A man who smashed a co-worker over the head with a champagne bottle at a team-building happy hour - reportedly because the co-worker changed the music from Michael Jackson to dubstep - was acquitted of assault and battery charges Thursday, according to the Public Defender's Office.
The bottle attack at San Francisco advertising firm AKQA reportedly occurred April 27 of last year after the co-worker, who witnesses testified was extremely drunk and inhaling nitrous oxide, switched the music from Jackson's "Wanna Be Startin' Somethin" to an electronic dance track and proceeded to dance.
Gaspar Magisa, 52, who had been pouring himself champagne during the music switch, "decided something had to be done," the public defender's office said.
The co-worker ended up with 17 stitches and Magisa ended up with criminal charges that packed a possible five-year prison sentence.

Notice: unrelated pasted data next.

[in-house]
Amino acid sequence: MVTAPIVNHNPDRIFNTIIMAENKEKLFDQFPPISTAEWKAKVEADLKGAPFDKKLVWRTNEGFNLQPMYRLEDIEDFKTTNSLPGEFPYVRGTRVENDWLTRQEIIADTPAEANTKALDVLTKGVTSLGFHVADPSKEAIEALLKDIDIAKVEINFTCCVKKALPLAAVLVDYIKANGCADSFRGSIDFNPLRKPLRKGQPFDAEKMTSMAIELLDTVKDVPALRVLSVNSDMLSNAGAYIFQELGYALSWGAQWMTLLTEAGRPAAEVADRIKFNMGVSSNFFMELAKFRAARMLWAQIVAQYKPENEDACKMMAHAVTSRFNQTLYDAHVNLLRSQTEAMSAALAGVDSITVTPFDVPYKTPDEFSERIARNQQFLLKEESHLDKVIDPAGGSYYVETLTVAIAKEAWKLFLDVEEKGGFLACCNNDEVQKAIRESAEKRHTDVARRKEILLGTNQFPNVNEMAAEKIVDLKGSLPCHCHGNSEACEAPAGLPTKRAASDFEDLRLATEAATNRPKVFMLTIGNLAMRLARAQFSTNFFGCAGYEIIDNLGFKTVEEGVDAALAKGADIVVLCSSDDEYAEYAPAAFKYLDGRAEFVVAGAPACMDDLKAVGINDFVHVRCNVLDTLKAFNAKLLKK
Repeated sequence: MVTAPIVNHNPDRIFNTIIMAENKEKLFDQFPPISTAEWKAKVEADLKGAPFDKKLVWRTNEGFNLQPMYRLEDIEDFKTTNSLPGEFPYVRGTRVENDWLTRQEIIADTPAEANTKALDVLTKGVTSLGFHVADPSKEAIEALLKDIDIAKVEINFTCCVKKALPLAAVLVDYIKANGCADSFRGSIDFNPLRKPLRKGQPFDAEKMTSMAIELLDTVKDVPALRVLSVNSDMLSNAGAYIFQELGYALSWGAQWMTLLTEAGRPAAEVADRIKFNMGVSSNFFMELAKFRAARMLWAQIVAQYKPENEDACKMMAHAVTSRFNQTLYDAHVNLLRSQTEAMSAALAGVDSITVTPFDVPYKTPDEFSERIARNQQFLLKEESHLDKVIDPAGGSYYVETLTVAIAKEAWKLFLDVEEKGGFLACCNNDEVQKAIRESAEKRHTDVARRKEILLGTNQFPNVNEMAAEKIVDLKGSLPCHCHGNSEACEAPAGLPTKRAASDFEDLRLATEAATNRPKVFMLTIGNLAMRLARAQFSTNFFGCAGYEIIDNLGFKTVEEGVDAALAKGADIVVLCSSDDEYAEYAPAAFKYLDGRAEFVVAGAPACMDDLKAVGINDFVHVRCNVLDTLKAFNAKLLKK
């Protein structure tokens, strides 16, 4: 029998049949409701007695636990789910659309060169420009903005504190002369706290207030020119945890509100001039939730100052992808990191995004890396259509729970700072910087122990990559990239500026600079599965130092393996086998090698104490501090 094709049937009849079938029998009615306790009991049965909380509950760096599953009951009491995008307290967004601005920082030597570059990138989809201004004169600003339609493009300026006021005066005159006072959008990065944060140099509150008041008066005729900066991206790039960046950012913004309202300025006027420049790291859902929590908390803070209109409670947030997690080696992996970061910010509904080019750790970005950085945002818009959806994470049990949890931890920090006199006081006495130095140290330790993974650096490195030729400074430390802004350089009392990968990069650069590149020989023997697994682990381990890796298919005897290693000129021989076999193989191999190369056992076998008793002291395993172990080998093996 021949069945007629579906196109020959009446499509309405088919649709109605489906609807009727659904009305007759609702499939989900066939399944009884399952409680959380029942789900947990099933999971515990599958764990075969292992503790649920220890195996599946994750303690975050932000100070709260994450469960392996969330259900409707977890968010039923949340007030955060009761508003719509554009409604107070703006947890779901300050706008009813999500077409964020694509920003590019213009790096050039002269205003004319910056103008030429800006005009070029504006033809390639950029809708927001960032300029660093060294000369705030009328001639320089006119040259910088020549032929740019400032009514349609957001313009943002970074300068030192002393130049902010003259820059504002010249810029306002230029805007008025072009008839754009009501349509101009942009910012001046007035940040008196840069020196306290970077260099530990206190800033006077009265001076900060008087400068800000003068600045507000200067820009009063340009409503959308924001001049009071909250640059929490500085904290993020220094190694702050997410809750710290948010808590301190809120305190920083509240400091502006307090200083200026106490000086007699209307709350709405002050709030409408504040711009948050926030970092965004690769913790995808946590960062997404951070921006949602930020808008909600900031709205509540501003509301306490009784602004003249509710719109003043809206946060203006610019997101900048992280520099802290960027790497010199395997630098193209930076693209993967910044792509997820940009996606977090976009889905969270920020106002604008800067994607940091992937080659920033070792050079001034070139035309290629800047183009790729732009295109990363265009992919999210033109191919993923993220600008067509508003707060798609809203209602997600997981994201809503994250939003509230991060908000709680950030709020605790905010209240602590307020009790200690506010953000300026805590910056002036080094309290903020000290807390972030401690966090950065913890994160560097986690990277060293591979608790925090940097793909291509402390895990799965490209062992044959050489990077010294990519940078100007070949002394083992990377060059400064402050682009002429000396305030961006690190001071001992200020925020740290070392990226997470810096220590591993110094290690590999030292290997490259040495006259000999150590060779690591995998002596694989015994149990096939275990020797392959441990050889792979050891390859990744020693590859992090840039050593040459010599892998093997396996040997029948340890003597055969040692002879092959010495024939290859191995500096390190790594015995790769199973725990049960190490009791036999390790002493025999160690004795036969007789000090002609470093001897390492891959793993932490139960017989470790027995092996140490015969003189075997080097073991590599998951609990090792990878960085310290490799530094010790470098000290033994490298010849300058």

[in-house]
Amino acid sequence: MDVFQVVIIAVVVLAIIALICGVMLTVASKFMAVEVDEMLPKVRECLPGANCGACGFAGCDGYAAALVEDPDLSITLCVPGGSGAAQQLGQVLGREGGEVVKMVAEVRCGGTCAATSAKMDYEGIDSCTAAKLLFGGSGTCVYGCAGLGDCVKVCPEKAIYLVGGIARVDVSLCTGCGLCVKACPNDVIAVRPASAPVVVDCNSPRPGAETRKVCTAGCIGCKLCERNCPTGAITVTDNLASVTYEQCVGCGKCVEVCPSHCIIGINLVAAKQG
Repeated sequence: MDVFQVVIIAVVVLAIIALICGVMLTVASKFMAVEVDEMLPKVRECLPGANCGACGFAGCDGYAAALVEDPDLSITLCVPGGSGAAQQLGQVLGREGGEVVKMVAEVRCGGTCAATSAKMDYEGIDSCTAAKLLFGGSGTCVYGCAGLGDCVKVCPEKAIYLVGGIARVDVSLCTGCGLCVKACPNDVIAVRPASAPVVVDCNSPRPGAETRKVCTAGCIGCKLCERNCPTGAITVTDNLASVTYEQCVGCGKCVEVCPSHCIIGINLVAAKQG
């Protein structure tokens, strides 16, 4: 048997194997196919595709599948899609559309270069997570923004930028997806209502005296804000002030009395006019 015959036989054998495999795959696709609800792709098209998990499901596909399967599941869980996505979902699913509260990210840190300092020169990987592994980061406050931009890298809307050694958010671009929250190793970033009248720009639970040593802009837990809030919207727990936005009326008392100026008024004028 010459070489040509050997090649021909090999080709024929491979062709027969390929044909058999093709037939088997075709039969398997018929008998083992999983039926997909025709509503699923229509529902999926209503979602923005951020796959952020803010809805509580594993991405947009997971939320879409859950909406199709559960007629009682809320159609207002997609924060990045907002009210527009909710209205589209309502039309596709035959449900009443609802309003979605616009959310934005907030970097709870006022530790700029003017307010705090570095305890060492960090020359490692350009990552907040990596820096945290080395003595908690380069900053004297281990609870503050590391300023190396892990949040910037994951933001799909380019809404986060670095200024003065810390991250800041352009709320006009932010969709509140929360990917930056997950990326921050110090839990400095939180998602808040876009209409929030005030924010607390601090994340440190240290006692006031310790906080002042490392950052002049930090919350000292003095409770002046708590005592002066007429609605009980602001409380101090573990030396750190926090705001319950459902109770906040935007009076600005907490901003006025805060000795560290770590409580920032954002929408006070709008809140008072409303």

But after a week-long trial and six hours of jury deliberation, Magisa was found not guilty.
That result is partly because Magisa wasn't the only AKQA employee who was annoyed with the co-worker's music tampering. And frankly, the co-worker proved to be the officemate from hell, according to Deputy Public Defender Jacque Wilson.
Before the incident at a company Christmas party, the attorney said, the co-worker snuck up behind two men separately as they used a urinal. He poked a man's eye with his finger and smacked the other man's head against the wall.
During the trial, he called the bathroom incident "utterly hilarious."
Magisa had also been assaulted by the crazed co-worker, his attorney said. And more witnesses including a police officer testified to incidents of belligerence and violence. At a Thanksgiving party, employees said, the co-worker wrestled a homeless person while out on a beer run.
When a bubbling Magisa attacked with a champagne bottle last year, he was defending himself, Wilson said.
"The complaining witness was a bully who had injured people again and again," Wilson said. "Mr. Magisa is a kind and gentle man, but he wasn't going to allow himself to be hurt again."
Public Defender Jeff Adachi added, "Standing up for yourself against a person known for violence is not a crime."